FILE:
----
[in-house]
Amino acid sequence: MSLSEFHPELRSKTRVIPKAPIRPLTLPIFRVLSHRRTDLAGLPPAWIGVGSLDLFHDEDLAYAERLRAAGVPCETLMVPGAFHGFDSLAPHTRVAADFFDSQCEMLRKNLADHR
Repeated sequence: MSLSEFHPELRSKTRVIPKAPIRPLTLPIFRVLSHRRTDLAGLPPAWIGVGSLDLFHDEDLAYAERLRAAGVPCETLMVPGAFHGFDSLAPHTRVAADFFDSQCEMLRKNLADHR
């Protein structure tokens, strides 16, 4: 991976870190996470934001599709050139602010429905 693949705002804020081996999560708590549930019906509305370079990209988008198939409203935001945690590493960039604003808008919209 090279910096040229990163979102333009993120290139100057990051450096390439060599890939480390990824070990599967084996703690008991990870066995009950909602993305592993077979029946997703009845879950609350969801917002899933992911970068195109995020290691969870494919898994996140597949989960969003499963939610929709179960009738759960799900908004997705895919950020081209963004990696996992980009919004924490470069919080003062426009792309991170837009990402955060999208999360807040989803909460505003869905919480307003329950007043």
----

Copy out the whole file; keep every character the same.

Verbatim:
[in-house]
Amino acid sequence: MSLSEFHPELRSKTRVIPKAPIRPLTLPIFRVLSHRRTDLAGLPPAWIGVGSLDLFHDEDLAYAERLRAAGVPCETLMVPGAFHGFDSLAPHTRVAADFFDSQCEMLRKNLADHR
Repeated sequence: MSLSEFHPELRSKTRVIPKAPIRPLTLPIFRVLSHRRTDLAGLPPAWIGVGSLDLFHDEDLAYAERLRAAGVPCETLMVPGAFHGFDSLAPHTRVAADFFDSQCEMLRKNLADHR
């Protein structure tokens, strides 16, 4: 991976870190996470934001599709050139602010429905 693949705002804020081996999560708590549930019906509305370079990209988008198939409203935001945690590493960039604003808008919209 090279910096040229990163979102333009993120290139100057990051450096390439060599890939480390990824070990599967084996703690008991990870066995009950909602993305592993077979029946997703009845879950609350969801917002899933992911970068195109995020290691969870494919898994996140597949989960969003499963939610929709179960009738759960799900908004997705895919950020081209963004990696996992980009919004924490470069919080003062426009792309991170837009990402955060999208999360807040989803909460505003869905919480307003329950007043």